Do in all the use cases, if I have to encrypt and authenticate, encrypt-then-authenticate or authenticate-then-encrypt, like in IPSEC, SSL or SSH or others, if I were to do these operations to a packet, do I always know that the cipher offset will be greater than authentication offset i.e that authentication length will always be greater or equal to cipher length. For example in IPSEC, we add an esp header and trailer, we need to start encrypting after ESP but need to authenticate starting from ESP.
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When we have regions of the packet that we only authenticate but not encrypt, that happens because we have data that we want to bind to the encrypted region, but we don't need to include within the encrypted region. Examples of this are:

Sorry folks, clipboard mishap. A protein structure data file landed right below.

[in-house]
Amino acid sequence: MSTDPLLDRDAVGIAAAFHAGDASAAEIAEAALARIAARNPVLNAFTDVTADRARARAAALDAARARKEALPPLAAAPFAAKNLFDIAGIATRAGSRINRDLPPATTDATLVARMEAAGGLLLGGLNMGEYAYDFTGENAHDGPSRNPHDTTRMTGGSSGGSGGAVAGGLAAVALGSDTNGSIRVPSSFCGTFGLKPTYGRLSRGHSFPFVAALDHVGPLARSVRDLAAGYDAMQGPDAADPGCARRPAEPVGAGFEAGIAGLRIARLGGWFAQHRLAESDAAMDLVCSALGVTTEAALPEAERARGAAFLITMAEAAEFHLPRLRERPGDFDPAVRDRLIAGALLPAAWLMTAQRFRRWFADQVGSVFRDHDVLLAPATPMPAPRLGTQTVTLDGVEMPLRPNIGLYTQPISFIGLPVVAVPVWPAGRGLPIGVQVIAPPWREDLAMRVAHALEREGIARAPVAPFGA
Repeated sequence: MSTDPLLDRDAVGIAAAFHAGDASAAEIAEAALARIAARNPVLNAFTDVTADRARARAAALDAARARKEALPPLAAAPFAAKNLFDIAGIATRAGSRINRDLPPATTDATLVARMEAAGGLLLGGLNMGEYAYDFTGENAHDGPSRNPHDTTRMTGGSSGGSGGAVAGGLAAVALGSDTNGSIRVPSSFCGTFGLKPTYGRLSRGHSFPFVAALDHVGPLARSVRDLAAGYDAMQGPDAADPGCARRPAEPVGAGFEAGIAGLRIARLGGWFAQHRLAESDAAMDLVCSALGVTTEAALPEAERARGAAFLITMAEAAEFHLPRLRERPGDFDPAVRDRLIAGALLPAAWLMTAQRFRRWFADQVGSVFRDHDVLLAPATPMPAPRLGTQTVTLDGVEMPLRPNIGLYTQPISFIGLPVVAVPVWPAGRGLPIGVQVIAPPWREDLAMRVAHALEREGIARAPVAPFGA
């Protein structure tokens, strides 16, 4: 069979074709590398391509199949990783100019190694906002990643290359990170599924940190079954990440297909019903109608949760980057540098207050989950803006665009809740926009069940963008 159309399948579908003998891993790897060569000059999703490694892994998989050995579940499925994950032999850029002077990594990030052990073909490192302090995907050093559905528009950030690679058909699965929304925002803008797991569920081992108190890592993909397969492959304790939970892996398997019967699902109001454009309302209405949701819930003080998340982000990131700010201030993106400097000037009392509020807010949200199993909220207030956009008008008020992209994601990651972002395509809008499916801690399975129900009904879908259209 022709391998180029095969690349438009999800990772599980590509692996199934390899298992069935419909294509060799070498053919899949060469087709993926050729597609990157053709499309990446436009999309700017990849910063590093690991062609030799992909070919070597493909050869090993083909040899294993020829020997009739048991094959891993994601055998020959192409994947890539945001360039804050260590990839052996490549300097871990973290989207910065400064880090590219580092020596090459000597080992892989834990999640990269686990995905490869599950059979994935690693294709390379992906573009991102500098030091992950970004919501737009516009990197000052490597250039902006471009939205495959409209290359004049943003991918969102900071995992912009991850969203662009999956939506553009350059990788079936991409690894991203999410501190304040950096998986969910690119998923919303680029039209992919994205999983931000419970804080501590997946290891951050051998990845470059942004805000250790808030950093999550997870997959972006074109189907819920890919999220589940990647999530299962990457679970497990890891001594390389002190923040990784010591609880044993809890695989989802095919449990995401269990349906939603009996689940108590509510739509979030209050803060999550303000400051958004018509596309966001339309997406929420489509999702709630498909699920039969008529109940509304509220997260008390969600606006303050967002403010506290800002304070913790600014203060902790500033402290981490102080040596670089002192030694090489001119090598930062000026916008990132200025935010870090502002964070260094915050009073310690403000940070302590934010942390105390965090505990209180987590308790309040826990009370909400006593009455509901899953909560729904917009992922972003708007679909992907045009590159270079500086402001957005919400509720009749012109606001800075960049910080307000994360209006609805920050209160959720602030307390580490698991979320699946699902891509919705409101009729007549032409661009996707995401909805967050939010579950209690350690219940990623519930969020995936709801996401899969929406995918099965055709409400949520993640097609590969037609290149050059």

Now, the question is: does the opposite make sense? Do we ever have a case where we care about the privacy of a field (so we need to encrypt it), but we don't care about its integrity (so if someone changes it, we don't really care)?
Personally, I'm having problems thinking of a scenario where this makes sense; if we have an encrypted region, one would expect that we do authentication over that entire region, and not pick and choose.
I also can't think of a protocol which attempts to take advantage of that (other than protocols which don't do integrity checking on anything - we try to discourage that, but they do exist).